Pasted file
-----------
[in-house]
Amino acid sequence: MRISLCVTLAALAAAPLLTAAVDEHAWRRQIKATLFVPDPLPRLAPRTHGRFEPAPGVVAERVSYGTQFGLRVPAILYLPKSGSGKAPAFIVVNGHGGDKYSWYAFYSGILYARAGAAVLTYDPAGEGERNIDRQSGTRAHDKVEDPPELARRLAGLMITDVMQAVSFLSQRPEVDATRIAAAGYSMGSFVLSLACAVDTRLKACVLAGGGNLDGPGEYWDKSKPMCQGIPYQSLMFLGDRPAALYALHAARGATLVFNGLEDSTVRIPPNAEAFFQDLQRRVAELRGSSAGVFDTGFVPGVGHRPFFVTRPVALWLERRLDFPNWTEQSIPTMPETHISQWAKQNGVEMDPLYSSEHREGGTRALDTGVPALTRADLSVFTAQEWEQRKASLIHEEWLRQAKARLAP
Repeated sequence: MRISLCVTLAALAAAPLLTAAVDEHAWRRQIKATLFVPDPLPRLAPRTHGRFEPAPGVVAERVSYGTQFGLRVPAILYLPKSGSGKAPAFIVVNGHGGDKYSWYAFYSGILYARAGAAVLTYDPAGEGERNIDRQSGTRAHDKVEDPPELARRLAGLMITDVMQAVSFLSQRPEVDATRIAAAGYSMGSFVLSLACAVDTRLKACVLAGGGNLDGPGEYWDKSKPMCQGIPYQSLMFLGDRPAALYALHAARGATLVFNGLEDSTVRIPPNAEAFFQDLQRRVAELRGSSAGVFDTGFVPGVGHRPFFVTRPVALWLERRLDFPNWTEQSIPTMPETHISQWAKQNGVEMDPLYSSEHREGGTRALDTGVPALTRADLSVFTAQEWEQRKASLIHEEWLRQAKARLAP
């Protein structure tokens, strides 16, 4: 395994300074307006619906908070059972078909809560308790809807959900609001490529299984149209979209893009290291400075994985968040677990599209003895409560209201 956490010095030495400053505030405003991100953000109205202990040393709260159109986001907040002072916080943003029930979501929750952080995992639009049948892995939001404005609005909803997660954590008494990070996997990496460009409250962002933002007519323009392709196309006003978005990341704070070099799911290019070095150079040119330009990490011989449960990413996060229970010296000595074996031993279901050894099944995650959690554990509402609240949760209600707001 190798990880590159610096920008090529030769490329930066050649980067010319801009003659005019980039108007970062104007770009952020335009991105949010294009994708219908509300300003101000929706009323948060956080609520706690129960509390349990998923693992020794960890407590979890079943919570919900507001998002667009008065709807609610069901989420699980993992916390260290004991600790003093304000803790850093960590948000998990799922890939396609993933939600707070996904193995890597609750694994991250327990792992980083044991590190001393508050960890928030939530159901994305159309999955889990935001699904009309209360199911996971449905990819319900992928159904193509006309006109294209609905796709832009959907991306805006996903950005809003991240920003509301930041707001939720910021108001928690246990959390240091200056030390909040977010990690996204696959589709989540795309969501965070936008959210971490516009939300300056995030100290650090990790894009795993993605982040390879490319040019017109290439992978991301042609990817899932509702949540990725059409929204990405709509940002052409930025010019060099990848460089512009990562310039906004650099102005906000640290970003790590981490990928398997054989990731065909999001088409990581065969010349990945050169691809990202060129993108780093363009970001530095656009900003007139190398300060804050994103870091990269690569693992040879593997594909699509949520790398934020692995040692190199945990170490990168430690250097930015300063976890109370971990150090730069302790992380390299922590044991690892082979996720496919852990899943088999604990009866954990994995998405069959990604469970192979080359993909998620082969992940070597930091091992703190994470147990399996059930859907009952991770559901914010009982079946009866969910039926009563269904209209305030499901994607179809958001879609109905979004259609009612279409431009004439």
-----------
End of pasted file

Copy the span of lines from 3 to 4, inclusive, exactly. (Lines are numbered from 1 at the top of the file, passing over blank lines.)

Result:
Repeated sequence: MRISLCVTLAALAAAPLLTAAVDEHAWRRQIKATLFVPDPLPRLAPRTHGRFEPAPGVVAERVSYGTQFGLRVPAILYLPKSGSGKAPAFIVVNGHGGDKYSWYAFYSGILYARAGAAVLTYDPAGEGERNIDRQSGTRAHDKVEDPPELARRLAGLMITDVMQAVSFLSQRPEVDATRIAAAGYSMGSFVLSLACAVDTRLKACVLAGGGNLDGPGEYWDKSKPMCQGIPYQSLMFLGDRPAALYALHAARGATLVFNGLEDSTVRIPPNAEAFFQDLQRRVAELRGSSAGVFDTGFVPGVGHRPFFVTRPVALWLERRLDFPNWTEQSIPTMPETHISQWAKQNGVEMDPLYSSEHREGGTRALDTGVPALTRADLSVFTAQEWEQRKASLIHEEWLRQAKARLAP
């Protein structure tokens, strides 16, 4: 395994300074307006619906908070059972078909809560308790809807959900609001490529299984149209979209893009290291400075994985968040677990599209003895409560209201 956490010095030495400053505030405003991100953000109205202990040393709260159109986001907040002072916080943003029930979501929750952080995992639009049948892995939001404005609005909803997660954590008494990070996997990496460009409250962002933002007519323009392709196309006003978005990341704070070099799911290019070095150079040119330009990490011989449960990413996060229970010296000595074996031993279901050894099944995650959690554990509402609240949760209600707001 190798990880590159610096920008090529030769490329930066050649980067010319801009003659005019980039108007970062104007770009952020335009991105949010294009994708219908509300300003101000929706009323948060956080609520706690129960509390349990998923693992020794960890407590979890079943919570919900507001998002667009008065709807609610069901989420699980993992916390260290004991600790003093304000803790850093960590948000998990799922890939396609993933939600707070996904193995890597609750694994991250327990792992980083044991590190001393508050960890928030939530159901994305159309999955889990935001699904009309209360199911996971449905990819319900992928159904193509006309006109294209609905796709832009959907991306805006996903950005809003991240920003509301930041707001939720910021108001928690246990959390240091200056030390909040977010990690996204696959589709989540795309969501965070936008959210971490516009939300300056995030100290650090990790894009795993993605982040390879490319040019017109290439992978991301042609990817899932509702949540990725059409929204990405709509940002052409930025010019060099990848460089512009990562310039906004650099102005906000640290970003790590981490990928398997054989990731065909999001088409990581065969010349990945050169691809990202060129993108780093363009970001530095656009900003007139190398300060804050994103870091990269690569693992040879593997594909699509949520790398934020692995040692190199945990170490990168430690250097930015300063976890109370971990150090730069302790992380390299922590044991690892082979996720496919852990899943088999604990009866954990994995998405069959990604469970192979080359993909998620082969992940070597930091091992703190994470147990399996059930859907009952991770559901914010009982079946009866969910039926009563269904209209305030499901994607179809958001879609109905979004259609009612279409431009004439």